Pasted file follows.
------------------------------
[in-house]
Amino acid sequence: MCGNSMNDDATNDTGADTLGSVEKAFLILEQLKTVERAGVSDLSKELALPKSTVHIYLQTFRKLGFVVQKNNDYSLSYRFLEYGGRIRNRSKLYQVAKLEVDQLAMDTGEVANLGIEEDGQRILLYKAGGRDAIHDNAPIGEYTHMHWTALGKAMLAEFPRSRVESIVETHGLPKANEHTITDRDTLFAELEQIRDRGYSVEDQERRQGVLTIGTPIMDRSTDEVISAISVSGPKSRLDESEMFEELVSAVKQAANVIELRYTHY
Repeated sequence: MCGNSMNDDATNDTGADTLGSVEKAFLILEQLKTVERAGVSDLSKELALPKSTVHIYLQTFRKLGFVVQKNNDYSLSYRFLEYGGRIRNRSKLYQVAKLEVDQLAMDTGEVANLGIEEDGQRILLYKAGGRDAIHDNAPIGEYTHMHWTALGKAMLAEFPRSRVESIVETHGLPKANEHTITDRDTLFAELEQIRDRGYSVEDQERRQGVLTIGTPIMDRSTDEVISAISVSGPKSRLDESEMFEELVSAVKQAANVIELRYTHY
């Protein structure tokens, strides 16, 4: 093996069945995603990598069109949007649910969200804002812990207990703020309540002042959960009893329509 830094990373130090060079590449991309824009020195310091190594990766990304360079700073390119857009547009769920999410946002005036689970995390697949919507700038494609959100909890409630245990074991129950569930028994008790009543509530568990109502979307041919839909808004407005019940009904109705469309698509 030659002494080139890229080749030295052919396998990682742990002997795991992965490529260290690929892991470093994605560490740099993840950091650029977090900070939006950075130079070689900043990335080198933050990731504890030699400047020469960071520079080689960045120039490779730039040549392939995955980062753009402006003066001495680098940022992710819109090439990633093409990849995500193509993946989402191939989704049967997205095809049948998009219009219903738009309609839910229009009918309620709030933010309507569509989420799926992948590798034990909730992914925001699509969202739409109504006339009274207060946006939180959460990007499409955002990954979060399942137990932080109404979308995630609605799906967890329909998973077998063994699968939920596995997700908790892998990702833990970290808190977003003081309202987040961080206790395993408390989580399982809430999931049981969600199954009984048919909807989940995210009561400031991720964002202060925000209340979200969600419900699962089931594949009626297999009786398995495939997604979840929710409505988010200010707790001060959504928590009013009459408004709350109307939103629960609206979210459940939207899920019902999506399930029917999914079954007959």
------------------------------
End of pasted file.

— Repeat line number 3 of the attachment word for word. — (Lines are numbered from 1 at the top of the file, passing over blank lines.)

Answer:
Repeated sequence: MCGNSMNDDATNDTGADTLGSVEKAFLILEQLKTVERAGVSDLSKELALPKSTVHIYLQTFRKLGFVVQKNNDYSLSYRFLEYGGRIRNRSKLYQVAKLEVDQLAMDTGEVANLGIEEDGQRILLYKAGGRDAIHDNAPIGEYTHMHWTALGKAMLAEFPRSRVESIVETHGLPKANEHTITDRDTLFAELEQIRDRGYSVEDQERRQGVLTIGTPIMDRSTDEVISAISVSGPKSRLDESEMFEELVSAVKQAANVIELRYTHY